Many UK charities are providing relief to people suffering from the Syrian conflict. The Chair of the Charity Commission has expressed concern about charitable funds being diverted to fund the conflict. There is also a wider issue about whether charities might be abused by terrorists or extremists. I participated in a two part Islam Channel programme discussing the issues.
Why won't Muslims vote for the Conservative Party?
The values of British Muslims align with the Conservative Party's values. Despite that, most British Muslims vote Labour. There are many distinct reasons for this. One is the inadvertent use of language which creates a divide between Muslim voters and the Conservative Party. I focused on this in a short speech I gave at the Conservative Muslim Forum's fringe meeting at the Welsh Conservative Party's Spring Conference.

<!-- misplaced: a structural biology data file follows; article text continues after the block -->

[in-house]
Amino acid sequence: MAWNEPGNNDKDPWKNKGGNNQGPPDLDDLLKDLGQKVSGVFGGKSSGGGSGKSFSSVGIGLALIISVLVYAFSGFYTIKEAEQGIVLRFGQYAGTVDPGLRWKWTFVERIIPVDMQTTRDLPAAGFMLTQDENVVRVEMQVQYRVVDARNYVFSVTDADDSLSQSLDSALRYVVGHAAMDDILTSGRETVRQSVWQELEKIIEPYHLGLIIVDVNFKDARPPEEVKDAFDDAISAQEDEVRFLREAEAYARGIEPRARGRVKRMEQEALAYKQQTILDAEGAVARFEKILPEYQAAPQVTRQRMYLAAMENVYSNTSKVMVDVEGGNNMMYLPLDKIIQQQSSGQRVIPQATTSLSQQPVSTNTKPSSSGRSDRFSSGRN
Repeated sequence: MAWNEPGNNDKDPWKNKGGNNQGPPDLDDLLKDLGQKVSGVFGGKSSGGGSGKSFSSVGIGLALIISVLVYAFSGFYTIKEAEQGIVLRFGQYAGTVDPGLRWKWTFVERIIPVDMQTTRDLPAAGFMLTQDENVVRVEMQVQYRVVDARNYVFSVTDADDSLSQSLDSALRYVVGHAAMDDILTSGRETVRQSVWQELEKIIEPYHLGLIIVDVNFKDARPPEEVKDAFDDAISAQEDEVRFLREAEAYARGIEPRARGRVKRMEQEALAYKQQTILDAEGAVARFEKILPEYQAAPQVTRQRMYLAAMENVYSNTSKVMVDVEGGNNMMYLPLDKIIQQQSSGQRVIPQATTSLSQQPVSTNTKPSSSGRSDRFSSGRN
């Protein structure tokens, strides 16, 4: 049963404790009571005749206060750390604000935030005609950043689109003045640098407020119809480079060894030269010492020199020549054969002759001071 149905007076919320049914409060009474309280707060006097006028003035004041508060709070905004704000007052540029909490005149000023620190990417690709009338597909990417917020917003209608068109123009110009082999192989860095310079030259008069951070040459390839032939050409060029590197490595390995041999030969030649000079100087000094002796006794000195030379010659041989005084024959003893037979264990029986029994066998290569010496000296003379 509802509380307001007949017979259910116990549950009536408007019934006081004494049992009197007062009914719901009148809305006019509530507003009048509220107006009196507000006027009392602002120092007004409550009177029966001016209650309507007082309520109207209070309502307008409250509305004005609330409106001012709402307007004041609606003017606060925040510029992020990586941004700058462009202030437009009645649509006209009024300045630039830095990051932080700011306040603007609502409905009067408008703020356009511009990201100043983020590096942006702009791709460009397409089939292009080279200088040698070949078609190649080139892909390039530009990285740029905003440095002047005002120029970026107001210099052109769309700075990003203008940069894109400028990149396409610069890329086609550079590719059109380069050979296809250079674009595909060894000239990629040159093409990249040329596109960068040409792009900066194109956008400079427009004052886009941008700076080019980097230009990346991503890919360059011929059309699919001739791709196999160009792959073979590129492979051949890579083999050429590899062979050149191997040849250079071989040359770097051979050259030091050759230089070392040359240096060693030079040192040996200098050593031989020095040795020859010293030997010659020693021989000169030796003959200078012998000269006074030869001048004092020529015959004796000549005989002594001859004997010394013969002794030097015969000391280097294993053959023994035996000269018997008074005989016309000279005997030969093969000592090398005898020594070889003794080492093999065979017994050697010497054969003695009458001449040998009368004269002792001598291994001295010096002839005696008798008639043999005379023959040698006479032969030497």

Review of "Mapping Integration" edited by David Goodhart
Integration poses challenges for many countries including the UK. The word "integration" itself has many contested meanings. The Demos think tank has been focusing on the issue and one output is this collection of short essays which is well worth reading. It is free to download.
Success tip: Learn to cope with internet trolls
Trolls seek to provoke you with inflammatory communications. That can lead you to waste your time. Bad responses may weaken your cause, or even be defamatory. Achieving your objectives requires being selective about who you respond to, and being calm, courteous and precise when responding.

 

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Each of us changes the world every day. We can choose to make it a better place.

(c) Mohammed Amin.

Everything on this site, other than comments made using the comments facility, is written by me in a personal capacity and should not be attributed to any organisation with which I may be associated. None of it constitutes professional advice, and no legal responsibility is accepted to anyone who acts, or refrains from acting, as a result of reading or watching anything posted on this site.